How close is medical science coming up with cures for these 8 killer diseases? : Flu (yes, flu kills thousands worldwide every year) Meningitis, Diabetes, Heart Failure, HIV/Aids, Leukaemia, Breast Cancer and Prostate Cancer.
Scientists believe they have reached a turning point in the fight against Alzheimer’s.
A research team has discovered the first chemical that could stop the death of brain tissue and fight the distressing neurodegenerative disease that can leave victims unable to recognise their own families.
More research is needed by the Medical Research Council Toxicology Unit, based at the University of Leicester, to develop a drug that could be taken by patients.
But experts say it has the potential to treat Alzheimer’s, Parkinson’s, Huntington’s and other conditions too.
And this week at the Daily Mirror’s Pride of Britain Awards, twin medical pioneers Trevor and Ray Powles told how some cancers could be cured within 15 years.
So how close are we to breakthroughs in the fight against our most common killer diseases?
Influenza is a mutating virus which kills up to half a million people a year.
nce in a generation a new strain appears, no one is immune to it, and a pandemic is triggered. Experts now say one is well overdue.
The body of a Victorian diplomat may hold the key to unlocking the disease. He died in a devastating 1918 epidemic and his body was sealed in a lead-lined coffin.
Now it has been exhumed, frozen in liquid nitrogen, and the results of tests could lead to a breakthrough.
Dr Martin Wiselka, consultant in infectious diseases st the University Hospitals of Leicester NHS Trust, says mutations are main problem.
“It isn’t a very effective system that a new vaccine has to be developed each year.
"But researchers are very close to developing one vaccine to cover all strains so one injection or spray will last a lifetime.
"That will be a tremendous development.”
Hundreds of millions have been spent trying to create a vaccine for meningitis B.
In January the European Commission licensed the drug Bexsero, but so far it is not in use.
Dr Wiselka says: “There are vaccines for meningitis A and C, and B was always the missing link.
"Now one has been developed but it has yet to be adopted anywhere.
"Countries are being cautious and want to see its effectiveness. But in two years I think it will be available.”
Three million people live with Type 1 or Type 2 diabetes, making it the UK’s fastest-growing health threat.
Type 1 occurs when the immune system attacks the pancreas and it stops making insulin.
Dr Alasdair Rankin of Diabetes UK believes a vaccine could be created in 20 years.
And this week Newcastle and Glasgow universities began a study of 140 volunteers to discover if a low-calorie weight-loss diet can be a long-term cure for Type 2.
Coronary heart disease is the UK’s single biggest killer and there are 750,000 people living with the condition.
Researchers at Imperial College London and Royal Brompton Hospital are leading a gene therapy trial looking at ways to help the heart pump more efficiently in severe cases.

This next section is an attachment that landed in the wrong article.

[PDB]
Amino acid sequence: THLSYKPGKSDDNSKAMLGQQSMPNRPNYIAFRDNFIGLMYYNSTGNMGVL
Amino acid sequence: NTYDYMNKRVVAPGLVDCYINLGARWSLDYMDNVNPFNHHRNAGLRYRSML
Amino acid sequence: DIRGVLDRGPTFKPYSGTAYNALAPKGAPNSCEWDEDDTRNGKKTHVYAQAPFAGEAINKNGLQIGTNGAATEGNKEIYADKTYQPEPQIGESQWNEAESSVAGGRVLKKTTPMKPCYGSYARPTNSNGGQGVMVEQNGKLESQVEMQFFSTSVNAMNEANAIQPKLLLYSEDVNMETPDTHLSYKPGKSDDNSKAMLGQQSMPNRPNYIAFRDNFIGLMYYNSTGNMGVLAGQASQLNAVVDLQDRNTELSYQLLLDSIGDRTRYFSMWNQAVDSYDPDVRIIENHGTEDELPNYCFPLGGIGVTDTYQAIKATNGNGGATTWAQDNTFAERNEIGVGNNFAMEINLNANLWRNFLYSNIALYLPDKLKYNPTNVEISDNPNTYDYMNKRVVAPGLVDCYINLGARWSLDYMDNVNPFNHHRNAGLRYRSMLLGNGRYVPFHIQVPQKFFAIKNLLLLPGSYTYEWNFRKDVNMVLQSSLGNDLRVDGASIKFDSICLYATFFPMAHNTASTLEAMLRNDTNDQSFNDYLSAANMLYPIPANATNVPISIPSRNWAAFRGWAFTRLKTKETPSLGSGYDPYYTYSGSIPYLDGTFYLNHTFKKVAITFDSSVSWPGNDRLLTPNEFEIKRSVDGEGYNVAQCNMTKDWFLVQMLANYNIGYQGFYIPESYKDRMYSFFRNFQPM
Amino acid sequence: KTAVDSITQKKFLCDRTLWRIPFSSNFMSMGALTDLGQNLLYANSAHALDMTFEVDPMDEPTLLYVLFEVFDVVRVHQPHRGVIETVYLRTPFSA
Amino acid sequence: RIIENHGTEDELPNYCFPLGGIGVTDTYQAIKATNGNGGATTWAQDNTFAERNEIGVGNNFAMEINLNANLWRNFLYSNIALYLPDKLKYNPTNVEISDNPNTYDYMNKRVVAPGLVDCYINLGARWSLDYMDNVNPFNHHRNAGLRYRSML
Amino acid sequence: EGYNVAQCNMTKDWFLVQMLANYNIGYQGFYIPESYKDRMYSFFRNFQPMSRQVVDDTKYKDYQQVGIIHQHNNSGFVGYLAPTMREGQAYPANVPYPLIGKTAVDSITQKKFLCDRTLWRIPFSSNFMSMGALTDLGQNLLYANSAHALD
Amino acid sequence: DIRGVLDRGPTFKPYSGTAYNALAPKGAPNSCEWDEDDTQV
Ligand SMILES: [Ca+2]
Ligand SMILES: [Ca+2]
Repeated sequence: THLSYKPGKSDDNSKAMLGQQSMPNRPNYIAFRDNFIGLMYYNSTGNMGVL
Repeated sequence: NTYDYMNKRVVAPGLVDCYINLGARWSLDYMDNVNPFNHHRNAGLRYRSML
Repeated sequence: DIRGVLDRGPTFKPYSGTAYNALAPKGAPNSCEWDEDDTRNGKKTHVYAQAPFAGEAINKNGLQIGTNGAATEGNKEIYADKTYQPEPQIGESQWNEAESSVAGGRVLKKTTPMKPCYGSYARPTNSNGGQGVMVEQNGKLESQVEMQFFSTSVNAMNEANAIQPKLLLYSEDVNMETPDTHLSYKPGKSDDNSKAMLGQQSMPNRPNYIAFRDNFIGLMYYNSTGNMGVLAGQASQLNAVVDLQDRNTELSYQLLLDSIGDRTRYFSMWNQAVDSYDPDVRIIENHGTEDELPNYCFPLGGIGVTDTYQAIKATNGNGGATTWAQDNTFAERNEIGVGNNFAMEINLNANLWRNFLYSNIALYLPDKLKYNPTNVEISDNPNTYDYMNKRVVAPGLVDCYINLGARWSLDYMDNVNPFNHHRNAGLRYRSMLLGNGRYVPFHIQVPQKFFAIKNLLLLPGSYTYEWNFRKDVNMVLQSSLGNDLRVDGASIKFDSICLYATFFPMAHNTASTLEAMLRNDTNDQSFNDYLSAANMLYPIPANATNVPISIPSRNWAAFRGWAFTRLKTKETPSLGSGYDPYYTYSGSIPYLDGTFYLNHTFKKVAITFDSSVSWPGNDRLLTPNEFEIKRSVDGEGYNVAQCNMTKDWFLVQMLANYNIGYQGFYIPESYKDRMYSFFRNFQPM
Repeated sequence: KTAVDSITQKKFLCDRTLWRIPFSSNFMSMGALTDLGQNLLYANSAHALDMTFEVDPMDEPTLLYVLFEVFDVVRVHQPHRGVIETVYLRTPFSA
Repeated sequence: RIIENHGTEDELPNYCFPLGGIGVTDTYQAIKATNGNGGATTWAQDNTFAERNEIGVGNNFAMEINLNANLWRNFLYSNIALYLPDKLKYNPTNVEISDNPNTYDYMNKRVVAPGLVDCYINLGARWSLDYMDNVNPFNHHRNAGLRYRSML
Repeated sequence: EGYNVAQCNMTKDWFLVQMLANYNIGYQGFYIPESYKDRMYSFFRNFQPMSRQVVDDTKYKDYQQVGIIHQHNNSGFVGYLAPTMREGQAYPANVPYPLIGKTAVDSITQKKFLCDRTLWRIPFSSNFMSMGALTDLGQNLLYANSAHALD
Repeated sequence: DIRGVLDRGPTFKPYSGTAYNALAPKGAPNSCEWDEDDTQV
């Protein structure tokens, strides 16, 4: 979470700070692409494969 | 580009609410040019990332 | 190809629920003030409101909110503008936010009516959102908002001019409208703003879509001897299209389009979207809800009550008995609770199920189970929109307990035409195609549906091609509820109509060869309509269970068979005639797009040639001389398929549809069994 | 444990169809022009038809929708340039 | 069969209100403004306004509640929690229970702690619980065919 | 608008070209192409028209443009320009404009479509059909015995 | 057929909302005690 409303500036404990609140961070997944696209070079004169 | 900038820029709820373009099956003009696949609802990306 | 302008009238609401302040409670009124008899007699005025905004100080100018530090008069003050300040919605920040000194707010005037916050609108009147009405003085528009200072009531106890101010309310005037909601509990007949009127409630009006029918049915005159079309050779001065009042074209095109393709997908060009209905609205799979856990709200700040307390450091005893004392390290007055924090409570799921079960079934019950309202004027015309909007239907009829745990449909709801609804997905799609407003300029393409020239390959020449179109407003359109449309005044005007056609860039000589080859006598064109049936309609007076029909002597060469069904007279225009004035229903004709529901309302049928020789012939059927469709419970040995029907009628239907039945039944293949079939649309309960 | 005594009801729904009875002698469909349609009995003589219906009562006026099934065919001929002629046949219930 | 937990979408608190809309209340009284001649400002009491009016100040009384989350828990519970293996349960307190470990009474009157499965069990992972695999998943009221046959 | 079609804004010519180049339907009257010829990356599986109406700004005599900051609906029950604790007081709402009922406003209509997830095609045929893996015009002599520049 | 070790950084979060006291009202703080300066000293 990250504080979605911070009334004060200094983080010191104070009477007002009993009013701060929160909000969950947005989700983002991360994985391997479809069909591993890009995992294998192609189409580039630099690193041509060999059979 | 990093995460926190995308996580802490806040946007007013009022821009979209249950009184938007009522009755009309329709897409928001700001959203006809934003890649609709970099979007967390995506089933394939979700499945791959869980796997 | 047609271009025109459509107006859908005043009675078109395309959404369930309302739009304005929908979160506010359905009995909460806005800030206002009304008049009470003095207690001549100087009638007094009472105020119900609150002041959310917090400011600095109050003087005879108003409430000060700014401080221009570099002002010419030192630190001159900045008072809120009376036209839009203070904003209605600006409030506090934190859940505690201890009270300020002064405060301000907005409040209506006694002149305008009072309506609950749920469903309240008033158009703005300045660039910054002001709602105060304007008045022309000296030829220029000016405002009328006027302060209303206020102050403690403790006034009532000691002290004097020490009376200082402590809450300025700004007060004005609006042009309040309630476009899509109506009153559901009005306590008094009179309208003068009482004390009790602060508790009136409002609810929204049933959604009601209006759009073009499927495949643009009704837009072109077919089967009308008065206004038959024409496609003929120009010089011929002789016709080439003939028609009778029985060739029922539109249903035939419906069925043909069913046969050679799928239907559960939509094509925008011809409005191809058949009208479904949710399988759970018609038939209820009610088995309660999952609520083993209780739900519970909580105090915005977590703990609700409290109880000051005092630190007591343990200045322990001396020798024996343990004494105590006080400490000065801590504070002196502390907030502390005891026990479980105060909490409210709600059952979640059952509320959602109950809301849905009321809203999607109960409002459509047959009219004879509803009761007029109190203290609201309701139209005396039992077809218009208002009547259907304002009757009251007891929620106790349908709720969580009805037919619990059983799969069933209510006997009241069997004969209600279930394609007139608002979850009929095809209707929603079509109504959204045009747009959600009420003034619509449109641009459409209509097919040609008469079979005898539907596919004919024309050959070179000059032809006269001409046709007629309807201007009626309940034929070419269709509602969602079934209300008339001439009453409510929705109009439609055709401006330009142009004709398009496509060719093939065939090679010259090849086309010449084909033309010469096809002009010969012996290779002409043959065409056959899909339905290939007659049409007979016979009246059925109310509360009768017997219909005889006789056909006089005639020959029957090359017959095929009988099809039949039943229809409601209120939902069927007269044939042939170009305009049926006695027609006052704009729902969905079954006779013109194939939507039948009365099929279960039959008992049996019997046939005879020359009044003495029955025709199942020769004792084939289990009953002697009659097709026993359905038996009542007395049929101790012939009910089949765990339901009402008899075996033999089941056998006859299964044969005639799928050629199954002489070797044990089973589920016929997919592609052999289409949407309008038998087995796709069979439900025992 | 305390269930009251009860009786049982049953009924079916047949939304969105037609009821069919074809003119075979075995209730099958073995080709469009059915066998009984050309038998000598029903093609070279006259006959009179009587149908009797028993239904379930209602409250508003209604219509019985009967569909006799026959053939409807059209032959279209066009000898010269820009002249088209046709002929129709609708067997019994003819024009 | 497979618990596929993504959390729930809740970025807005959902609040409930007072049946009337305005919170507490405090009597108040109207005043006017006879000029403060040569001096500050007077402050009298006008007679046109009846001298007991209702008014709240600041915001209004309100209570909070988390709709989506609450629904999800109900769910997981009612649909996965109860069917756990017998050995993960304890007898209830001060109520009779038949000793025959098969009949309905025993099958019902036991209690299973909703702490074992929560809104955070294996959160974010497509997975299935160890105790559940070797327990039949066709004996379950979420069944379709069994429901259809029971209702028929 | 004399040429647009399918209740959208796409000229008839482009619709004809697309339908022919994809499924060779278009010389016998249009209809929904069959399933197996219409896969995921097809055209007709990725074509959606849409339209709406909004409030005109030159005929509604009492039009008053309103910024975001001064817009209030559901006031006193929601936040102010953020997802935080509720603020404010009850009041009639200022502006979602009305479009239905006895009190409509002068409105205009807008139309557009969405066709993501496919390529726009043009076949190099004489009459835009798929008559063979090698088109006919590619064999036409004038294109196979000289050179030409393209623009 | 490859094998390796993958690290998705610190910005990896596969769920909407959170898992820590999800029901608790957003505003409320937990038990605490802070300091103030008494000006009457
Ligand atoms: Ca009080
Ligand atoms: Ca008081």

Other studies are focusing on helping the heart to regenerate, previously thought to be impossible.
One project in Cambridge has transformed blood cells into stem cells, which could be vital.
Dr Shannon Amoils of the British Heart Foundation says: “The ultimate goal is a cure using regenerative medicine.”
Thirty years after it appeared and billions of pounds later, no cure has been found – though a cocktail of retroviral drugs can stop its spread.
But scientists now think a cure may be possible thanks to two extraordinary cases.
In 2009, HIV-positive Timothy Ray Brown received a bone-marrow stem-cell transplant to treat leukaemia.
The donor was genetically HIV-immune and this was passed on Brown, who was declared cured.
Harvard Medical School successfully replicated the case.
In March this year a baby born with HIV was treated with strong antiretroviral drugs at two days old and was “functionally cured”.
Dr Wiselka says: “Within 10 years I imagine there will be a vaccine to halt its spread, though an actual cure may be more difficult.”
More than 8,000 people in the UK, often children, are diagnosed with leukaemia every year.
Survival rates have increased from 10% to 40% in the last decade and Queen Elizabeth Hospital in Birmingham is now creating a DNA database with blood samples from 4,000-plus patients to find the best treatments.
Prof Charlie Craddock of Cure Leukaemia believes a cure could be found within the next 50 years.
Survival rates in the UK have risen from 60% in the 1960s to 85% today, but breast cancer still kills more than 1,000 every month.
Herceptin is an effective treatment in 20% of cases and studies in the UK and the USA have compiled a database of thousands of genetic changes in sufferers.
The work could prevent two-thirds of cases within 20 years.
Richard Francis of Breakthrough Breast Cancer says: “We believe it is a case of when, not if, we can stop women dying.”
Survival rates have risen steeply with nearly 70% now alive 10 years after diagnosis.
But 40,000 men are diagnosed every year and by 2030 it is likely to be the UK’s most common cancer.
There is still no screening programme for prostate cancer and scientists need data to pinpoint who is at the greatest risk.
Funding has lagged behind other cancers, but Dr Iain Frame of Prostate Cancer UK says there have been big advances, including using “radioactive seeds” planted in the prostate to target the cancer with less damage to surrounding cells.